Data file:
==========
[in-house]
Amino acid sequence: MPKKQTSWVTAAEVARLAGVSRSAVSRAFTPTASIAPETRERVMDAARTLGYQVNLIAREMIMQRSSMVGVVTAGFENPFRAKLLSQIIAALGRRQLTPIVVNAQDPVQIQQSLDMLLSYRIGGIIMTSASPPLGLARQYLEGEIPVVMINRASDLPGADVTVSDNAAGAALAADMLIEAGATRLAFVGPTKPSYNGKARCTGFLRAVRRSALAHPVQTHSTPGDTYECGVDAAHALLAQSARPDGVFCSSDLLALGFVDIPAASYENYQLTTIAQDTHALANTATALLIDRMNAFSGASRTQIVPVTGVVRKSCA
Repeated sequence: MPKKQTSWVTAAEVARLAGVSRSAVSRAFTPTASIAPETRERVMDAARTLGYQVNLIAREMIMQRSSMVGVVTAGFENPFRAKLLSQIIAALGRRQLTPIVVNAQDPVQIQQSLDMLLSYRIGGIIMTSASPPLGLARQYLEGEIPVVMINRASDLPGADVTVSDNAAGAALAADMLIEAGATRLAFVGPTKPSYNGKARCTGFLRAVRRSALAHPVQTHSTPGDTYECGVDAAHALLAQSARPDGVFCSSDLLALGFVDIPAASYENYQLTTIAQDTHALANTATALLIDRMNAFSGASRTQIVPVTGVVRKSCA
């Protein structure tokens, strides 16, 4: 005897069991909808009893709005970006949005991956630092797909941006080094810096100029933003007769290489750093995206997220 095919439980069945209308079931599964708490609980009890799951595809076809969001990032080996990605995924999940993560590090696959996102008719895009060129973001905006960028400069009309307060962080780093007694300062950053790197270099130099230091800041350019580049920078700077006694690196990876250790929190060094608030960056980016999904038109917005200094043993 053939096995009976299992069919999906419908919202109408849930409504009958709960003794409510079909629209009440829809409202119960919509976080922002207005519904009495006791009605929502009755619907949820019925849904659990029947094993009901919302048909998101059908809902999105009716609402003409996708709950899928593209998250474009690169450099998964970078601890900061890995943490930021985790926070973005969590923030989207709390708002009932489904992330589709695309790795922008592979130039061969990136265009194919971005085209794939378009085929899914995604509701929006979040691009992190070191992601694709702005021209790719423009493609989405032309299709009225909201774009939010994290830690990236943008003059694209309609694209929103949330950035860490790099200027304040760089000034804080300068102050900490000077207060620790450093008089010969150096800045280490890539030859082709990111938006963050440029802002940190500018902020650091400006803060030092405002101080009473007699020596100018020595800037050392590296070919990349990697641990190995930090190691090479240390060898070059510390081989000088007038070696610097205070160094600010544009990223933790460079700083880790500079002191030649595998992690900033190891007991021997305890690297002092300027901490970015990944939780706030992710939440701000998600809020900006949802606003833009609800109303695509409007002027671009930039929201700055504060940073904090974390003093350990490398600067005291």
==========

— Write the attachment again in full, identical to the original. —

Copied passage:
[in-house]
Amino acid sequence: MPKKQTSWVTAAEVARLAGVSRSAVSRAFTPTASIAPETRERVMDAARTLGYQVNLIAREMIMQRSSMVGVVTAGFENPFRAKLLSQIIAALGRRQLTPIVVNAQDPVQIQQSLDMLLSYRIGGIIMTSASPPLGLARQYLEGEIPVVMINRASDLPGADVTVSDNAAGAALAADMLIEAGATRLAFVGPTKPSYNGKARCTGFLRAVRRSALAHPVQTHSTPGDTYECGVDAAHALLAQSARPDGVFCSSDLLALGFVDIPAASYENYQLTTIAQDTHALANTATALLIDRMNAFSGASRTQIVPVTGVVRKSCA
Repeated sequence: MPKKQTSWVTAAEVARLAGVSRSAVSRAFTPTASIAPETRERVMDAARTLGYQVNLIAREMIMQRSSMVGVVTAGFENPFRAKLLSQIIAALGRRQLTPIVVNAQDPVQIQQSLDMLLSYRIGGIIMTSASPPLGLARQYLEGEIPVVMINRASDLPGADVTVSDNAAGAALAADMLIEAGATRLAFVGPTKPSYNGKARCTGFLRAVRRSALAHPVQTHSTPGDTYECGVDAAHALLAQSARPDGVFCSSDLLALGFVDIPAASYENYQLTTIAQDTHALANTATALLIDRMNAFSGASRTQIVPVTGVVRKSCA
């Protein structure tokens, strides 16, 4: 005897069991909808009893709005970006949005991956630092797909941006080094810096100029933003007769290489750093995206997220 095919439980069945209308079931599964708490609980009890799951595809076809969001990032080996990605995924999940993560590090696959996102008719895009060129973001905006960028400069009309307060962080780093007694300062950053790197270099130099230091800041350019580049920078700077006694690196990876250790929190060094608030960056980016999904038109917005200094043993 053939096995009976299992069919999906419908919202109408849930409504009958709960003794409510079909629209009440829809409202119960919509976080922002207005519904009495006791009605929502009755619907949820019925849904659990029947094993009901919302048909998101059908809902999105009716609402003409996708709950899928593209998250474009690169450099998964970078601890900061890995943490930021985790926070973005969590923030989207709390708002009932489904992330589709695309790795922008592979130039061969990136265009194919971005085209794939378009085929899914995604509701929006979040691009992190070191992601694709702005021209790719423009493609989405032309299709009225909201774009939010994290830690990236943008003059694209309609694209929103949330950035860490790099200027304040760089000034804080300068102050900490000077207060620790450093008089010969150096800045280490890539030859082709990111938006963050440029802002940190500018902020650091400006803060030092405002101080009473007699020596100018020595800037050392590296070919990349990697641990190995930090190691090479240390060898070059510390081989000088007038070696610097205070160094600010544009990223933790460079700083880790500079002191030649595998992690900033190891007991021997305890690297002092300027901490970015990944939780706030992710939440701000998600809020900006949802606003833009609800109303695509409007002027671009930039929201700055504060940073904090974390003093350990490398600067005291």